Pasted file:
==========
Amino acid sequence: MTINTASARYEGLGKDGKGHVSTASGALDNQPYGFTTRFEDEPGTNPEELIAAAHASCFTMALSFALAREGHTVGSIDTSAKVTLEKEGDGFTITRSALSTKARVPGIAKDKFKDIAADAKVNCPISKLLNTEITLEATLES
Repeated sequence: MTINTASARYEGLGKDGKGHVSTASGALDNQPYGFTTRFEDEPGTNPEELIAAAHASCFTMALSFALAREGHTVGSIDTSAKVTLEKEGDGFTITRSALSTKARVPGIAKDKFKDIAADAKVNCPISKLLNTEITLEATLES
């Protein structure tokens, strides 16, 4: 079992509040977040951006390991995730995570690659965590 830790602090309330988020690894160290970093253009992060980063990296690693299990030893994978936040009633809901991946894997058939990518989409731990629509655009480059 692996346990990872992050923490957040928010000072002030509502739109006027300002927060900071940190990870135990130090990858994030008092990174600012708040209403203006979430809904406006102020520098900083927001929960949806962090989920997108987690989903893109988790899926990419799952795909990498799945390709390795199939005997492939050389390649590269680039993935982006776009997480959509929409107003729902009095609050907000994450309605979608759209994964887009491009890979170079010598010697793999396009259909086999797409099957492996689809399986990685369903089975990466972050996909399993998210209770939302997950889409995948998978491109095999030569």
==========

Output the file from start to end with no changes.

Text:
Amino acid sequence: MTINTASARYEGLGKDGKGHVSTASGALDNQPYGFTTRFEDEPGTNPEELIAAAHASCFTMALSFALAREGHTVGSIDTSAKVTLEKEGDGFTITRSALSTKARVPGIAKDKFKDIAADAKVNCPISKLLNTEITLEATLES
Repeated sequence: MTINTASARYEGLGKDGKGHVSTASGALDNQPYGFTTRFEDEPGTNPEELIAAAHASCFTMALSFALAREGHTVGSIDTSAKVTLEKEGDGFTITRSALSTKARVPGIAKDKFKDIAADAKVNCPISKLLNTEITLEATLES
């Protein structure tokens, strides 16, 4: 079992509040977040951006390991995730995570690659965590 830790602090309330988020690894160290970093253009992060980063990296690693299990030893994978936040009633809901991946894997058939990518989409731990629509655009480059 692996346990990872992050923490957040928010000072002030509502739109006027300002927060900071940190990870135990130090990858994030008092990174600012708040209403203006979430809904406006102020520098900083927001929960949806962090989920997108987690989903893109988790899926990419799952795909990498799945390709390795199939005997492939050389390649590269680039993935982006776009997480959509929409107003729902009095609050907000994450309605979608759209994964887009491009890979170079010598010697793999396009259909086999797409099957492996689809399986990685369903089975990466972050996909399993998210209770939302997950889409995948998978491109095999030569």